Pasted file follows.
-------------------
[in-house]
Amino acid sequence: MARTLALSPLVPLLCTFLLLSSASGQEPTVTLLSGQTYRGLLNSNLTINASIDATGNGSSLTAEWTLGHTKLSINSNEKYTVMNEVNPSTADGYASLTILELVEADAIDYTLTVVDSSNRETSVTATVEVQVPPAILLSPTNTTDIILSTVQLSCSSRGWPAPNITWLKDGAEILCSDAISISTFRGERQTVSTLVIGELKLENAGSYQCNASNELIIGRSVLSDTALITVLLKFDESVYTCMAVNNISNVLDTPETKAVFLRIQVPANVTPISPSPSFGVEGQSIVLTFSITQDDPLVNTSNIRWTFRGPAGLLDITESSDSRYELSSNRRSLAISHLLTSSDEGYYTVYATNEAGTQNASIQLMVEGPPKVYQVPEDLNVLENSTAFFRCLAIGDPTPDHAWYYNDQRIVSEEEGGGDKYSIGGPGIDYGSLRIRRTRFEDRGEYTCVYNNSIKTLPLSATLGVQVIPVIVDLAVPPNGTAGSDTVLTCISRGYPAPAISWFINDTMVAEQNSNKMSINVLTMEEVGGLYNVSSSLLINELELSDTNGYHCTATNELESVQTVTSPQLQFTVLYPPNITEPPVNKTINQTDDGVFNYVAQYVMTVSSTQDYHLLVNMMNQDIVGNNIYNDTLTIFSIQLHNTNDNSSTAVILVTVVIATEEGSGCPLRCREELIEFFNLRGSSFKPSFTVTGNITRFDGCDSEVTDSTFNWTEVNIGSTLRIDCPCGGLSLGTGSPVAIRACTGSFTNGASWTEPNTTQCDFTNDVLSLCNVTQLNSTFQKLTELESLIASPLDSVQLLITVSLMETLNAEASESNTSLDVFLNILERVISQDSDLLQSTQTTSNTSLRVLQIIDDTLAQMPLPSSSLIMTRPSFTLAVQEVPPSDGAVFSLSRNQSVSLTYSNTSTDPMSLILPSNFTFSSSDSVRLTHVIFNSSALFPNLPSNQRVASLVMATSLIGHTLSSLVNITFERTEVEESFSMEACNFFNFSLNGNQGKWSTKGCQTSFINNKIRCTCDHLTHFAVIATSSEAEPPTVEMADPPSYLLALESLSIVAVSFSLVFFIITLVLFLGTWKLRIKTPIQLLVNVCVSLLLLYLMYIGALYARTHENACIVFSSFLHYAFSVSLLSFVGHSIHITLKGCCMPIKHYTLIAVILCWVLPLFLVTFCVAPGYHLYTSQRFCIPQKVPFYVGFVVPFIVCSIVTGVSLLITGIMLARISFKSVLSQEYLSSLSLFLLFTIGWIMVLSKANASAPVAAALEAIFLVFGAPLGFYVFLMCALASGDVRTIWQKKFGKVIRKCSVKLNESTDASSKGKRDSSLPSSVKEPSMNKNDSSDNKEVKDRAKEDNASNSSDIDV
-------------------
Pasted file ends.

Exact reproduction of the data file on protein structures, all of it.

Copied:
[in-house]
Amino acid sequence: MARTLALSPLVPLLCTFLLLSSASGQEPTVTLLSGQTYRGLLNSNLTINASIDATGNGSSLTAEWTLGHTKLSINSNEKYTVMNEVNPSTADGYASLTILELVEADAIDYTLTVVDSSNRETSVTATVEVQVPPAILLSPTNTTDIILSTVQLSCSSRGWPAPNITWLKDGAEILCSDAISISTFRGERQTVSTLVIGELKLENAGSYQCNASNELIIGRSVLSDTALITVLLKFDESVYTCMAVNNISNVLDTPETKAVFLRIQVPANVTPISPSPSFGVEGQSIVLTFSITQDDPLVNTSNIRWTFRGPAGLLDITESSDSRYELSSNRRSLAISHLLTSSDEGYYTVYATNEAGTQNASIQLMVEGPPKVYQVPEDLNVLENSTAFFRCLAIGDPTPDHAWYYNDQRIVSEEEGGGDKYSIGGPGIDYGSLRIRRTRFEDRGEYTCVYNNSIKTLPLSATLGVQVIPVIVDLAVPPNGTAGSDTVLTCISRGYPAPAISWFINDTMVAEQNSNKMSINVLTMEEVGGLYNVSSSLLINELELSDTNGYHCTATNELESVQTVTSPQLQFTVLYPPNITEPPVNKTINQTDDGVFNYVAQYVMTVSSTQDYHLLVNMMNQDIVGNNIYNDTLTIFSIQLHNTNDNSSTAVILVTVVIATEEGSGCPLRCREELIEFFNLRGSSFKPSFTVTGNITRFDGCDSEVTDSTFNWTEVNIGSTLRIDCPCGGLSLGTGSPVAIRACTGSFTNGASWTEPNTTQCDFTNDVLSLCNVTQLNSTFQKLTELESLIASPLDSVQLLITVSLMETLNAEASESNTSLDVFLNILERVISQDSDLLQSTQTTSNTSLRVLQIIDDTLAQMPLPSSSLIMTRPSFTLAVQEVPPSDGAVFSLSRNQSVSLTYSNTSTDPMSLILPSNFTFSSSDSVRLTHVIFNSSALFPNLPSNQRVASLVMATSLIGHTLSSLVNITFERTEVEESFSMEACNFFNFSLNGNQGKWSTKGCQTSFINNKIRCTCDHLTHFAVIATSSEAEPPTVEMADPPSYLLALESLSIVAVSFSLVFFIITLVLFLGTWKLRIKTPIQLLVNVCVSLLLLYLMYIGALYARTHENACIVFSSFLHYAFSVSLLSFVGHSIHITLKGCCMPIKHYTLIAVILCWVLPLFLVTFCVAPGYHLYTSQRFCIPQKVPFYVGFVVPFIVCSIVTGVSLLITGIMLARISFKSVLSQEYLSSLSLFLLFTIGWIMVLSKANASAPVAAALEAIFLVFGAPLGFYVFLMCALASGDVRTIWQKKFGKVIRKCSVKLNESTDASSKGKRDSSLPSSVKEPSMNKNDSSDNKEVKDRAKEDNASNSSDIDV